On Christmas Eve, 1968, William Anders, an astronaut on the Apollo 8 mission, snapped a photograph of our planet suspended in darkness above the barren surface of the moon. Known as Earthrise, its glimpse of blue oceans streaked with clouds has become a touchstone for environmental consciousness, an emblem of fragility.
This April, Christie’s Education will present Art and Sustainability in the Climate Crisis, three lectures culminating in a panel discussion to mark Earth Day. Convened by Dr Julie Reiss, a pioneering scholar in the field of installation art and advocate for cultural engagement with the climate emergency, the lectures focus on contemporary artists’ response to the crisis — particularly those whose work blurs the boundaries between art and activism.
Following the lectures, Dr Reiss will join the artist Mary Mattingly and curator Toby Jurovics in a webinar exploring the impact of climate activism in the arts and the role of art in empowering audiences to take collective action. On this second Earth Day of the pandemic, the global event will emphasise renewal rather than a resumption of the status quo.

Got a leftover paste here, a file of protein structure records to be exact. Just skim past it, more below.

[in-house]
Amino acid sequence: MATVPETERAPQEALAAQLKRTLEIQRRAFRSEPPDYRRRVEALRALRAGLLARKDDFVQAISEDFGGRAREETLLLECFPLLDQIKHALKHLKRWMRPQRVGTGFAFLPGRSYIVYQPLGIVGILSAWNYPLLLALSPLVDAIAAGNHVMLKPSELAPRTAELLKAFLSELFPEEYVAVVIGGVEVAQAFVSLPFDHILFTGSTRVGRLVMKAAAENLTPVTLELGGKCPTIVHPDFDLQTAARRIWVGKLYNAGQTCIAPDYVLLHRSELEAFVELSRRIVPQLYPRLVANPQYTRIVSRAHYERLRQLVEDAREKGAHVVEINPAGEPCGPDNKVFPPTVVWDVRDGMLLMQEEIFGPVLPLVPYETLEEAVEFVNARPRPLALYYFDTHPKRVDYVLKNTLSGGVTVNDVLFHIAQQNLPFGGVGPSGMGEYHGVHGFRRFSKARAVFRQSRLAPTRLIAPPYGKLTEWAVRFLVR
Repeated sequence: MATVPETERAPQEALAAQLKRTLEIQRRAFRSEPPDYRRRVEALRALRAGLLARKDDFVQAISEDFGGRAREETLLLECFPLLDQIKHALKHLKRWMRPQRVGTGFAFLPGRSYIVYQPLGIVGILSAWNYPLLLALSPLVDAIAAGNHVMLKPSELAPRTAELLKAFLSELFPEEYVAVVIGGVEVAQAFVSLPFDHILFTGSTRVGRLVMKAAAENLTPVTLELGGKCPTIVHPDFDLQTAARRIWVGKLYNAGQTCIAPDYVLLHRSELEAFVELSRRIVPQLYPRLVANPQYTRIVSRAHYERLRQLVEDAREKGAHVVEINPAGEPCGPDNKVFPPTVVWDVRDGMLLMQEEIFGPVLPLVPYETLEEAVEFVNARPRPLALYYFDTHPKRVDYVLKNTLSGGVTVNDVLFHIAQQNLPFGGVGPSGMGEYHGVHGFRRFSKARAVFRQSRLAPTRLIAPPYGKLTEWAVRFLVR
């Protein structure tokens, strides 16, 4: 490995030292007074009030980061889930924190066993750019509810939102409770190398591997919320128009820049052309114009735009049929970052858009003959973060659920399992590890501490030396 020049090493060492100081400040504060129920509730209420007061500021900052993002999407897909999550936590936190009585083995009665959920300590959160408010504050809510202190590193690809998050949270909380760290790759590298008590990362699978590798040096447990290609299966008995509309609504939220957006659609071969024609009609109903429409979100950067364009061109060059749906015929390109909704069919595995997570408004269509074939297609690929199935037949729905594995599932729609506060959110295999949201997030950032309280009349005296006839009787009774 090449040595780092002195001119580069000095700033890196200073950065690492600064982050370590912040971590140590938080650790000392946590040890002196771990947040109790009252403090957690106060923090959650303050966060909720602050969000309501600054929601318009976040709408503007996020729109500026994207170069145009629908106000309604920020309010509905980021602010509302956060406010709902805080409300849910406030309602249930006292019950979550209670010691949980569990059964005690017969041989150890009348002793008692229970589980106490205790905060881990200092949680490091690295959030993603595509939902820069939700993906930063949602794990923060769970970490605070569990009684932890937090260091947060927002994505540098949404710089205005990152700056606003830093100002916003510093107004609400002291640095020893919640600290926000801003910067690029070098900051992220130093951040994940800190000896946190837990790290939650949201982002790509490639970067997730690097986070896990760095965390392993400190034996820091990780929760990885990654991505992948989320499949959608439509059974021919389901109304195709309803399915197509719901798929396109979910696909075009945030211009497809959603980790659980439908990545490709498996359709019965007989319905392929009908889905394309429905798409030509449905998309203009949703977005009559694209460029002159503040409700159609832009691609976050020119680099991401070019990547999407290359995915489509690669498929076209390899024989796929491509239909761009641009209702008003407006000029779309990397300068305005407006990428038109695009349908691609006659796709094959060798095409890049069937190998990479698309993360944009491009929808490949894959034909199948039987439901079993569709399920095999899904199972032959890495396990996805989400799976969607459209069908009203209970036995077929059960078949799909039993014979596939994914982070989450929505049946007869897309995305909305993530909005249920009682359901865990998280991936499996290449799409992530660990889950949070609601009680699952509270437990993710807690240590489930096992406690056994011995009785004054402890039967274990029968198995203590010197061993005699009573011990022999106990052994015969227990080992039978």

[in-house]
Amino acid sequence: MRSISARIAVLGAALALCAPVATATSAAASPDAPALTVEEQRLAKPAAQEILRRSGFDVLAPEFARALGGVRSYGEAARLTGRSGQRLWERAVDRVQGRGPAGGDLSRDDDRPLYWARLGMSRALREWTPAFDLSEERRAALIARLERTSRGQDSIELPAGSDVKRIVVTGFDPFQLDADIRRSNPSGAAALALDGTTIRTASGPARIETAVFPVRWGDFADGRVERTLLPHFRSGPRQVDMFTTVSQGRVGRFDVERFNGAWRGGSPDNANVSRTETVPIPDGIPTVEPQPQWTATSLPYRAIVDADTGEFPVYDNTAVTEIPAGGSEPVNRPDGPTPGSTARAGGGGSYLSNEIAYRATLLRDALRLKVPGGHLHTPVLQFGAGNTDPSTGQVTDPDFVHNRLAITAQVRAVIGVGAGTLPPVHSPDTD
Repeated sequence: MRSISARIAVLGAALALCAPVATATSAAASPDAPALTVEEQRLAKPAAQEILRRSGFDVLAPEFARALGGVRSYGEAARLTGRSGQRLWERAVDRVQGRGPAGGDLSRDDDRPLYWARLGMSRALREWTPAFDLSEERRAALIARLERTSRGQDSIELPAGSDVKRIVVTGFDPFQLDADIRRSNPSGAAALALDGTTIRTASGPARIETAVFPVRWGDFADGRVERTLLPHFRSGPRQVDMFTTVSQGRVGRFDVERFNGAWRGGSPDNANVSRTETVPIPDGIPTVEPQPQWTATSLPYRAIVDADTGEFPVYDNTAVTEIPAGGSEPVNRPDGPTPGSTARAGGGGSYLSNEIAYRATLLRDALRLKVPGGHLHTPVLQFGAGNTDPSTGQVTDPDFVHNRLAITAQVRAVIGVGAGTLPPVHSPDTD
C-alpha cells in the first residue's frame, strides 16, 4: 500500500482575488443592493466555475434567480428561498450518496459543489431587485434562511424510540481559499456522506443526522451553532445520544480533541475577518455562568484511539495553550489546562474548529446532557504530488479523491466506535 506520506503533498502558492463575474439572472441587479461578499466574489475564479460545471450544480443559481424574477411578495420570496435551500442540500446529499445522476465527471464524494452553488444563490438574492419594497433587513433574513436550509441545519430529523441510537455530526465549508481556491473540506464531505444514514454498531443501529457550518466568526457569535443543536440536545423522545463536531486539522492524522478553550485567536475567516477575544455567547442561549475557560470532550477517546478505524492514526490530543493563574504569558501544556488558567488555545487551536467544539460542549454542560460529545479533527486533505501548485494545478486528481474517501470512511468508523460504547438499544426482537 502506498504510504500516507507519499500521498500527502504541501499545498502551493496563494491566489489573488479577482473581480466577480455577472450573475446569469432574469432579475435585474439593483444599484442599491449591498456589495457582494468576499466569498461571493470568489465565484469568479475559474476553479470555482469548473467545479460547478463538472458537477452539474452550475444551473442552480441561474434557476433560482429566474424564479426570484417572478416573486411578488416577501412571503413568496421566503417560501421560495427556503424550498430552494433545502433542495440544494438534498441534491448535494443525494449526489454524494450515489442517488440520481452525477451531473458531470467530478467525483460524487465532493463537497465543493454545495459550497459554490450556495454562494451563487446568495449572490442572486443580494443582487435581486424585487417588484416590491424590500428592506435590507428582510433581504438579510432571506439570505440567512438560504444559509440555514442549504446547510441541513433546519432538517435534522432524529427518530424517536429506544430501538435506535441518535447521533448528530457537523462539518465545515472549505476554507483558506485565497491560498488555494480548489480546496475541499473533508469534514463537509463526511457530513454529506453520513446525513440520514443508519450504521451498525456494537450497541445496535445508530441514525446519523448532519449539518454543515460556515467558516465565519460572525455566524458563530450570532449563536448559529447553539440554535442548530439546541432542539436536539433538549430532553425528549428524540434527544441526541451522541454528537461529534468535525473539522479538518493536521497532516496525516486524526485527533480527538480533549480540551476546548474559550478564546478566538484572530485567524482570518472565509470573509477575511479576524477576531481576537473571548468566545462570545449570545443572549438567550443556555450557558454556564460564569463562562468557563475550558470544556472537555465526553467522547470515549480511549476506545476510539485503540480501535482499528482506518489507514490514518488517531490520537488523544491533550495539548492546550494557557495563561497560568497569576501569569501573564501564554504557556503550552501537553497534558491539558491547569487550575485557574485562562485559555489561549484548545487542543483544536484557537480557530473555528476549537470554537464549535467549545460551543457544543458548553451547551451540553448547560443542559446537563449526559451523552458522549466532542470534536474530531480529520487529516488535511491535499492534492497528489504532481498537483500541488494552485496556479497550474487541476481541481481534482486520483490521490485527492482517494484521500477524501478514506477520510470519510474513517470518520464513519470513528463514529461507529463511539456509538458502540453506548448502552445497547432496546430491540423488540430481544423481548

In the 19th century, painters turned their palettes to secular and sublime depictions of a world in flux — memorably JMW Turner’s dreamscapes wreathed in polluted air, Caspar David Friedrich’s shipwreck in The Sea of Ice and the blood-red sky of Edvard Munch’s The Scream. Confronting today’s crises, artists must find new ways to communicate with and engage their audiences, using a variety of mediums including video, photography and installation art as well as painting. In the work of Mary Mattingly, Alexis Rockman, Olafur Eliasson, LaToya Ruby Frazier, John Akomfrah and many others, we see responses to flooded or burning landscapes and melting glaciers, forced migration and marginalised communities on the front line of natural disasters. Their explorations of the ecological consequences of political, economic, technological and personal decisions challenge us all.
In 1986 Sebastião Salgado documented Brazil’s Serra Pelada gold rush near the mouth of the Amazon River. His black and white chiaroscuro photographs show a Dante’s Inferno of men cast into the dust and mud, a vivid portrait of environmental and human degradation. ‘The biggest revelation was the capacity of the human species to adapt,’ Salgado recalled from his experience there. ‘We adapt very quickly to the most terrible conditions.’ In this epoch of the Anthropocene will we change before it’s too late, or be forced to adapt? It’s in artists’ power to imagine on our behalf the earth as a green goldmine — to be valued by all and handled with care, unlike the dusty hell of the Serra Pelada.